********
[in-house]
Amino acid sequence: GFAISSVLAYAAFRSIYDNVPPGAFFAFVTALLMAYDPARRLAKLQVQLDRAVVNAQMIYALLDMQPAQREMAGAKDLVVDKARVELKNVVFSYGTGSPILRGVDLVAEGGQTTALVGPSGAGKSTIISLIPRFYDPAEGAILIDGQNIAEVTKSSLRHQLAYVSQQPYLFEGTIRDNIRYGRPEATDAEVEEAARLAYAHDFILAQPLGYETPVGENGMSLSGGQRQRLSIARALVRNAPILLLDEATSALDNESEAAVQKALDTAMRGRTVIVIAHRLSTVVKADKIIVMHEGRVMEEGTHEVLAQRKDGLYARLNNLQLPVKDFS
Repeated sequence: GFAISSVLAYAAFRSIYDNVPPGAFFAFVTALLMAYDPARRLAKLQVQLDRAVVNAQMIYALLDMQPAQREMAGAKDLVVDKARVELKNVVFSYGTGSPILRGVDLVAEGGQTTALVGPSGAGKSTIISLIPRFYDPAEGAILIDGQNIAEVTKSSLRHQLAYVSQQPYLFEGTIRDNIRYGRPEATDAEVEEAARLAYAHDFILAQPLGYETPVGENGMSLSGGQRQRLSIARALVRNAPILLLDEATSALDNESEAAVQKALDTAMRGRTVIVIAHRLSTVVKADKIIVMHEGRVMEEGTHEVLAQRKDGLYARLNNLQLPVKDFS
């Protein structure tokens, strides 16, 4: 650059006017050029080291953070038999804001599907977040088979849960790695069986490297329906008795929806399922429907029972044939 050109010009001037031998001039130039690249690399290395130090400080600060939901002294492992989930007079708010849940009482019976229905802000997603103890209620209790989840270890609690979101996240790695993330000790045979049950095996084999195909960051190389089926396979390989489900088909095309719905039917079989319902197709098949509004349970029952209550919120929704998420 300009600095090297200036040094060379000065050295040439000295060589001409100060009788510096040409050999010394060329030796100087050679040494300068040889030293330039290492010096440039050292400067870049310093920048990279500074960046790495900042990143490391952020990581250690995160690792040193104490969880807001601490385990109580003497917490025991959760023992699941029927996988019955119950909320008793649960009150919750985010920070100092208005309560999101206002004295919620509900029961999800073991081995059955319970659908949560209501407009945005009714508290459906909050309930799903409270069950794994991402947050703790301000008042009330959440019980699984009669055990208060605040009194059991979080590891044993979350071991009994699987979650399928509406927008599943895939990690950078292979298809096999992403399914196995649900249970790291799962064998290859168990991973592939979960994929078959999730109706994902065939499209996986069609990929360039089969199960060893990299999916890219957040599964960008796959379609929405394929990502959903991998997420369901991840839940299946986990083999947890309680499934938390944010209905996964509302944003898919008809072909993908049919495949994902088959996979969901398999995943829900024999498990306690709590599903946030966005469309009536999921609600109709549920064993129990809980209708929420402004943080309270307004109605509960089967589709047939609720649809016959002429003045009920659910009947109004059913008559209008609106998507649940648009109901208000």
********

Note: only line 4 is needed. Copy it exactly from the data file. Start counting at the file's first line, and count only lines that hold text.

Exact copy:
């Protein structure tokens, strides 16, 4: 650059006017050029080291953070038999804001599907977040088979849960790695069986490297329906008795929806399922429907029972044939 050109010009001037031998001039130039690249690399290395130090400080600060939901002294492992989930007079708010849940009482019976229905802000997603103890209620209790989840270890609690979101996240790695993330000790045979049950095996084999195909960051190389089926396979390989489900088909095309719905039917079989319902197709098949509004349970029952209550919120929704998420 300009600095090297200036040094060379000065050295040439000295060589001409100060009788510096040409050999010394060329030796100087050679040494300068040889030293330039290492010096440039050292400067870049310093920048990279500074960046790495900042990143490391952020990581250690995160690792040193104490969880807001601490385990109580003497917490025991959760023992699941029927996988019955119950909320008793649960009150919750985010920070100092208005309560999101206002004295919620509900029961999800073991081995059955319970659908949560209501407009945005009714508290459906909050309930799903409270069950794994991402947050703790301000008042009330959440019980699984009669055990208060605040009194059991979080590891044993979350071991009994699987979650399928509406927008599943895939990690950078292979298809096999992403399914196995649900249970790291799962064998290859168990991973592939979960994929078959999730109706994902065939499209996986069609990929360039089969199960060893990299999916890219957040599964960008796959379609929405394929990502959903991998997420369901991840839940299946986990083999947890309680499934938390944010209905996964509302944003898919008809072909993908049919495949994902088959996979969901398999995943829900024999498990306690709590599903946030966005469309009536999921609600109709549920064993129990809980209708929420402004943080309270307004109605509960089967589709047939609720649809016959002429003045009920659910009947109004059913008559209008609106998507649940648009109901208000």